Seven students died at Rock Gutter on Jan. 12. (IWN file photo)

The investigation into the vehicular incident at Rock Gutter that resulted in the deaths of seven students is “almost complete”, six months after, police say.

Head of the Traffic Branch, Superintendent of Police Kenneth John, told I-Witness News on Tuesday that the investigating officer, Station Sergeant of Police Junior Nero, needs “less than a month” to put his findings together.

“It’s almost there,” John told I-Witness News.

Seven students died when a minibus careened down a hillside and into the sea at Rock Gutter on Jan. 12.

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The bodies of two of the students were not recovered.

Police have not disclosed the cause of deaths, but some relatives of the students say that death certificates issued to them say that they drowned.

John said that when the report is completed it will be forwarded to Commissioner of Police Michael Charles, who will advise on disclosure to the media and the public.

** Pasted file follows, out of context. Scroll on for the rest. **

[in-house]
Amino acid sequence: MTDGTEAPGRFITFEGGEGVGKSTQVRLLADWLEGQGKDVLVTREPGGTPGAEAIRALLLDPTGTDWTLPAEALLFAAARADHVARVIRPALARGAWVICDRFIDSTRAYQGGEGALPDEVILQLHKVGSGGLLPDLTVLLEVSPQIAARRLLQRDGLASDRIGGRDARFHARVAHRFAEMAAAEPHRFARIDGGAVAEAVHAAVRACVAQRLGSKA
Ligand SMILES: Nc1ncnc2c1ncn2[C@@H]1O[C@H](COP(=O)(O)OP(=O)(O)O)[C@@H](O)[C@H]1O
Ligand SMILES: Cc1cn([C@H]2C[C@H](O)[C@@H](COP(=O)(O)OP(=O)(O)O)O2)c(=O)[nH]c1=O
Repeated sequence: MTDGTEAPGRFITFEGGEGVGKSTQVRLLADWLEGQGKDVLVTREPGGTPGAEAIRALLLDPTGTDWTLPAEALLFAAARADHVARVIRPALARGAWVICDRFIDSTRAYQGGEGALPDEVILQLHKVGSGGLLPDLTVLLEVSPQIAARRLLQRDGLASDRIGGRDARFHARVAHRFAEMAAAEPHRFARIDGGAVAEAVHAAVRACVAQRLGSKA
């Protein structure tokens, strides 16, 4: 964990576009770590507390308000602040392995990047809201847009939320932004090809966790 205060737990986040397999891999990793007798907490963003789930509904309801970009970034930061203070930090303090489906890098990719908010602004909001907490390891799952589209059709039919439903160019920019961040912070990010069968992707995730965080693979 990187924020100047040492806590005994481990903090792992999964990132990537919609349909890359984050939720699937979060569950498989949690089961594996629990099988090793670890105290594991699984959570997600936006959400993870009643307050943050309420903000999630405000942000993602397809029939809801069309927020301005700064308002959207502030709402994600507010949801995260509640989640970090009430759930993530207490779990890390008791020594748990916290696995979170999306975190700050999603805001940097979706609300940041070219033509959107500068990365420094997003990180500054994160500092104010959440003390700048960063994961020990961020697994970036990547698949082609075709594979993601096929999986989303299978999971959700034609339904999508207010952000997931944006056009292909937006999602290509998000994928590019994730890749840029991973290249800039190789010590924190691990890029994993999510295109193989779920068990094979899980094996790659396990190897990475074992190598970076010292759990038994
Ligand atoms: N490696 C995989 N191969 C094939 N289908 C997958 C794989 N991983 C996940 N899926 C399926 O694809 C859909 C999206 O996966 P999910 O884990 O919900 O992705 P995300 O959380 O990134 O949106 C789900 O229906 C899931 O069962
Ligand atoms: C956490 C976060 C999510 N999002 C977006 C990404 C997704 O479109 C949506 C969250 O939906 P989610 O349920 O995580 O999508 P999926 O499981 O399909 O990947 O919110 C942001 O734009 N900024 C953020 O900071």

“I will seek the guidance of him in order to do that, … but my belief is that he will not object to it,” John told I-Witness News.

Head of the Traffic Department, Superintendent of Police Kenneth John. (IWN photo)
Head of the Traffic Department, Superintendent of Police Kenneth John. (IWN photo)

Almost six months after the Rock Gutter tragedy, three members of a Spring Village family died in Coulls Hill when the car in which they were travelling plunged over an embankment and landed on another section of the road hundreds of feet below on June 28.

 

John said police in Spring Village are investigating that incident and are being assisted by their colleagues in Kingstown.

He said initial findings suggest that these two incidents did not result from reckless driving, but said similar incidents can be avoided if drivers are “a little more cautious”.

“If it is where people are driving recklessly … then you will have fear, but they are where something is wrong with the vehicle; it may be a little faulty,” John told I-Witness News.

“And we are calling on persons before they use their vehicles, they must always carry out a check on their vehicles. Ensure that the steering is in good order, make sure they have proper brakes; do their usual checks and things like that,” John said.

He said all the particulars — licenses and insurance — of the vehicles and drivers involved in both incidents were in order.

Seven road incidents have resulted in 15 deaths in St. Vincent and the Grenadines so far this year.